eHealth maximises 'efficiency' of patient care

Innovative eHealth systems are a step towards increased access to treatment and care for EU patients, argues Claudiu Ciprian Tănăsescu

30 Apr 2014

The innovations of eHealth bring patients and doctors closer, making care available even in the most remote areas. This combination of traditional health and ICT tools make it possible to highly increase the chances of better prevention, treatment and control of diseases. I consider that this specific sector of health represents a step forward in dealing with the struggles of modern health systems by increasing their efficiency in a way that we could only imagine a few years ago. Developed and implemented according to members' states individual needs, eHealth has far-reaching benefits for both patients and medical personnel.

We are dealing with an ageing population, with numerous chronic diseases, with poverty and diminished access to health services, treatments and medication, increased mobility of people, and not the least with the negative impact of the economic crisis on our health budgets.

eHealth makes it possible to bring care and treatment closer to the homes of patients. Among the many eHealth benefits, there are the real-time monitoring of a patient, more affordable medical services in the long run, as well as the gathering and communicating of patient data that leads to a better and faster diagnosis wherever the patient is. Not to mention the added value of the opportunity to have a multidisciplinary approach to a patient's condition by investigating the human body as a single complex system.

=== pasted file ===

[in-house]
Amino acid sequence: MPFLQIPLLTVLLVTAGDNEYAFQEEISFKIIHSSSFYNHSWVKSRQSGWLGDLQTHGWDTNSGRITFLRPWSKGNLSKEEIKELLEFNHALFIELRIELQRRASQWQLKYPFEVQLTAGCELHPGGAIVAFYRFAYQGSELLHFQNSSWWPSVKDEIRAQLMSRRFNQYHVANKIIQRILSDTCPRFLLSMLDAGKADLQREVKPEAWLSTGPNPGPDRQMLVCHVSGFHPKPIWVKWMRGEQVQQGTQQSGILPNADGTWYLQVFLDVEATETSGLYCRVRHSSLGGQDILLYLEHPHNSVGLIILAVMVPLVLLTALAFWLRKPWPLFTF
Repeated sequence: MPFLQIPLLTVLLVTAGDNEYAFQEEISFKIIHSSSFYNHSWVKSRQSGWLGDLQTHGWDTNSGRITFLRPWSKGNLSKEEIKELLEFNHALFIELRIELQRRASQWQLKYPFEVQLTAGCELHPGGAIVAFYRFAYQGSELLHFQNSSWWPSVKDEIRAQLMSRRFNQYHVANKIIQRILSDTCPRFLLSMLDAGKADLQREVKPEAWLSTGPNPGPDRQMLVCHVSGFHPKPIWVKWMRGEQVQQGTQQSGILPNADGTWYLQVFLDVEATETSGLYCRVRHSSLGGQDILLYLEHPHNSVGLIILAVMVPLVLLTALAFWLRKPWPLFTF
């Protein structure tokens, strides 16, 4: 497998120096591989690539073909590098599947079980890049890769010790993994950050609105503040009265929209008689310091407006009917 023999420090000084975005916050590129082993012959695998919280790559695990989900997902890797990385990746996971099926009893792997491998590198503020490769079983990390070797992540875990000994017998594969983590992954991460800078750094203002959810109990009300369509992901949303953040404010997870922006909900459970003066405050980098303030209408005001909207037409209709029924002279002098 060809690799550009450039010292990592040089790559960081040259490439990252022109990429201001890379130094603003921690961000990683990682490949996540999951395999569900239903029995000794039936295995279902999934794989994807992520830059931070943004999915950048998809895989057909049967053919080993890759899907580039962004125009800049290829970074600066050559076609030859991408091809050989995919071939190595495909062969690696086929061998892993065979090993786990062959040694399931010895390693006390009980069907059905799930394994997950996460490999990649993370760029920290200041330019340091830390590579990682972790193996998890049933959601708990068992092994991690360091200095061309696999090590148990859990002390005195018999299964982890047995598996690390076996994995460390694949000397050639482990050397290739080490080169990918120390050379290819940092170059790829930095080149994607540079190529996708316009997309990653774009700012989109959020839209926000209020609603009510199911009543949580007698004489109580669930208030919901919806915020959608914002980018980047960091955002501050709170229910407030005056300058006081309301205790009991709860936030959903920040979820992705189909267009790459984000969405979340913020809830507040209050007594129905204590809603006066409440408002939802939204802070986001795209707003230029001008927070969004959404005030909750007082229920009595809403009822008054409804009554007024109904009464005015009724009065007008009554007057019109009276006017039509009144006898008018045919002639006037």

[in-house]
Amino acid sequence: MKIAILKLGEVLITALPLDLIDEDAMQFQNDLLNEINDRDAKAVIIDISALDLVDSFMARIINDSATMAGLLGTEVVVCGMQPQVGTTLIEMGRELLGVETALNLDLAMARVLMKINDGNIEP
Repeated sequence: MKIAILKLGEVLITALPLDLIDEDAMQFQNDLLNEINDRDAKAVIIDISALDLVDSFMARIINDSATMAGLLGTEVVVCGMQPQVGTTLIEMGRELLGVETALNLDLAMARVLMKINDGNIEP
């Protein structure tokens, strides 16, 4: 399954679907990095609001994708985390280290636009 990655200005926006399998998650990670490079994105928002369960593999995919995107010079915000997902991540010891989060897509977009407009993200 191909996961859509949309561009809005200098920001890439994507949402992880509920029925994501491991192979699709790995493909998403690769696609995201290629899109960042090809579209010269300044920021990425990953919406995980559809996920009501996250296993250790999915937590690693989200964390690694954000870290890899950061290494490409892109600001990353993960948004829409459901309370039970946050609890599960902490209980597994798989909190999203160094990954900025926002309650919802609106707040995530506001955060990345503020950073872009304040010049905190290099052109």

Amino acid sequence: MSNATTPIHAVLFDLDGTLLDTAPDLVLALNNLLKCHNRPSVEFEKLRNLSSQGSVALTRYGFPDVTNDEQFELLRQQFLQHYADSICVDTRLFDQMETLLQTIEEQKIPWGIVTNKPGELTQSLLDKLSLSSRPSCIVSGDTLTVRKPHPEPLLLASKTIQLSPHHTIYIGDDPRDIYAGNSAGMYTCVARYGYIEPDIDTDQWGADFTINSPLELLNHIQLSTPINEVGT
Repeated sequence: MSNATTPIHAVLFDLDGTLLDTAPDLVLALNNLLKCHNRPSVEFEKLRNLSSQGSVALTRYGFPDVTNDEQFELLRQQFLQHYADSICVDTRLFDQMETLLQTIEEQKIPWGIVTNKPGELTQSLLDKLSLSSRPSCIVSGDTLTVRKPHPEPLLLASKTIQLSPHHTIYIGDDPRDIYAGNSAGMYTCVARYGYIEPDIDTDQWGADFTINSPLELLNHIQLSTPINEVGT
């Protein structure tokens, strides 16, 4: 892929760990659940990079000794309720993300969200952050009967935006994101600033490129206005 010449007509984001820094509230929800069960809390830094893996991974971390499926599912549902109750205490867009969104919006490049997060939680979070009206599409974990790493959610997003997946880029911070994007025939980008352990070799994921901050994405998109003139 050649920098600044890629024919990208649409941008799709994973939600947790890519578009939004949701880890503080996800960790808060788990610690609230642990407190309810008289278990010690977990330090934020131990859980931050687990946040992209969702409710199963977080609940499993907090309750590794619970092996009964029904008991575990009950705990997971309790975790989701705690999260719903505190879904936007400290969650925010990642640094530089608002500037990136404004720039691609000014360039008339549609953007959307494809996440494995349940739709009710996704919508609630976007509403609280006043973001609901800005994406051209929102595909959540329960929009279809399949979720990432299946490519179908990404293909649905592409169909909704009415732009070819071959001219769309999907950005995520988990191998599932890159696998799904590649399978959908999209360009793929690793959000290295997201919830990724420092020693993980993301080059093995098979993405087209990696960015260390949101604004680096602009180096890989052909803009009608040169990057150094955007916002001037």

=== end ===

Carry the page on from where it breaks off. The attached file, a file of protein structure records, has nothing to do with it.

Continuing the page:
"eHealth makes it possible to bring care and treatment closer to the homes of patients"

ICT and health tools create better prepared practitioners who have the possibility to constantly update and exchange data and best practices among themselves for the benefit of medicine and society. The growing market of ICT not only has the potential to boost the European economy, but, correlated with health, brings us closer to our aim of universal access to healthcare.

At this moment, the eHealth market is very fragmented. We have lots of data gathered by individual organisations that need to be structured. For this to happen, it is necessary that we have standardised and interoperable healthcare systems in the EU. Once data protection rules are in place and healthcare providers and all stakeholders decide to cooperate, there will be a smooth operation of eHealth tools. The commission is the most appropriate actor to take a leading role in establishing standards and a much needed interoperability framework for eHealth in the EU.

As S&D shadow for the eHealth action plan, I was pleasantly surprised to see that all the political groups in parliament had a similar, positive approach towards eHealth. The S&D amendments focused on the need for member states to facilitate tailored access to IT tools and training for all sectors of the population, including the elderly and the less able, in order to avoid exacerbating social inequalities. mHealth was a central element of the amendments due to its potential; it was required that applications for mobile devices for patients to be developed under the appropriate medical scrutiny. The commission was required to come forward with an 'mHealth action plan' that would provide for guidelines on market surveillance of such applications and would ensure data protection and the reliability of the health information provided. Other amendments required the use of EU structural funds and other financial support to establish eHealth infrastructure, actions to help closing the digital gap between different regions and a sharing of good practices between stakeholders in eHealth. eHealth brings us one step closer to efficient healthcare systems in the EU.

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Tech & Research Health
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